RSV, Pediatric Flu Cases Down Dramatically Over Previous Years
SALT LAKE CITY, Utah — Doctors at Primary Children’s Hospital and across the country said they are seeing an unprecedented drop in two critical childhood viruses this winter — RSV and pediatric flu.
Typically, in February there would be as many as 100 children with RSV and a couple hundred with the flu hospitalized at Intermountain’s Primary Children’s Hospital. So far this season, only one child has been hospitalized with the flu.
“We’re seeing something that I have never seen in the last 35 years,” said Dr. Andrew Pavia, chief of pediatric infectious diseases at University of Utah Health and director of epidemiology at Intermountain Primary Children’s Hospital.
He cannot believe the virus trends they are seeing.
“There’s almost no RSV,” he said. “We have not hospitalized any children at Primary Children’s this year for RSV.”
In a bad year, he said 120 children might be hospitalized each week for RSV, and 1/3 of them will typically end up in the ICU for some breathing support.
“This is really, truly remarkable,” he said about the drop in cases.
It’s the same with the flu here in Utah and nationwide. The flu typically kills two to four children in Utah each year.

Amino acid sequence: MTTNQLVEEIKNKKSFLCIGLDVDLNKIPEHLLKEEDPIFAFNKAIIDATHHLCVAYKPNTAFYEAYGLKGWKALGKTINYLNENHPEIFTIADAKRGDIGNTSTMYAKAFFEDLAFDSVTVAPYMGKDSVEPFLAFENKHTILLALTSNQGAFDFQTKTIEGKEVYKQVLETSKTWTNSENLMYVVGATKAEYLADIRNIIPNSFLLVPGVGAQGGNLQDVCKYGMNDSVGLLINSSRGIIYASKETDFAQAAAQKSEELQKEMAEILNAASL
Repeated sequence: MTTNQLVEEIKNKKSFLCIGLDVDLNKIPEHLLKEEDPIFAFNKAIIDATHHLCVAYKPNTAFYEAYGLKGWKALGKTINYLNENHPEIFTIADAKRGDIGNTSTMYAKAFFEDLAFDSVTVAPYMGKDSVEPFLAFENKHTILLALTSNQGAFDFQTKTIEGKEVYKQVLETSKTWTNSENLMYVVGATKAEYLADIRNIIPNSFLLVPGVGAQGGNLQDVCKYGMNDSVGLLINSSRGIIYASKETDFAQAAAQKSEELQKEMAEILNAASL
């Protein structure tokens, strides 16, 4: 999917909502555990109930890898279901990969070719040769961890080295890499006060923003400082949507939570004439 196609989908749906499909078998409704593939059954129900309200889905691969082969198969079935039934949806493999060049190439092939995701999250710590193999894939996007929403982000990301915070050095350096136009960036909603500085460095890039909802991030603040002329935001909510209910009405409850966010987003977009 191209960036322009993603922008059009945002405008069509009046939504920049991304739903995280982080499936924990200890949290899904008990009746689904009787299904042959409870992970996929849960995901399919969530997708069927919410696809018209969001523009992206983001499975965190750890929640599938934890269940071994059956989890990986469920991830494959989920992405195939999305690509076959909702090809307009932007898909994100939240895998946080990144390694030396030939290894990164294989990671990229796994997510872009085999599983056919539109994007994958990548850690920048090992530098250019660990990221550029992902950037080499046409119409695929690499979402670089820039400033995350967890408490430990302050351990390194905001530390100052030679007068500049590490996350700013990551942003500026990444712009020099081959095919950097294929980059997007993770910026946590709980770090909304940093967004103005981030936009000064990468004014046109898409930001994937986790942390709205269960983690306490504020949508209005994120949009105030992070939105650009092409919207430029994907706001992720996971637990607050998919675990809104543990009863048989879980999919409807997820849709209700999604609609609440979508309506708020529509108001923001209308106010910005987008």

“Not only are we seeing no cases, we’re not seeing hospitalizations, and thankfully, we’re not seeing any flu deaths,” Pavia said. “It’s really truly one of the good side effects, if you will, of the COVID-19 pandemic.”
Pavia said the masking, hand-washing and social distancing Utahns are doing to prevent COVID-19 from spreading explains some of this trend, but not all of it.
Viruses compete with each other, he explained. Pavia suspects COVID-19 could be outcompeting RSV and the flu this season.
“Our gut feeling is that it will come back, roaring back and that we’ll have a bad RSV year when it does return,” he said.
He expects the return will be bad because there is little exposure to RSV right now. He added that the return might not be in the winter, but possibly in the offseason.
He also expects the flu to be bad when it comes back, but the hand-washing, mask-wearing and other protective measures we’ve adopted could make a difference.
“Maybe we’ll make a major dent in these diseases in the future,” he said.
One reason they believe RSV will come roaring back is that’s what they’ve seen in Australia, and they’ve already done a pretty good job of turning back COVID-19.
“In Western Australia, they are seeing a huge surge in RSV, higher than they have in any normal year,” he said.
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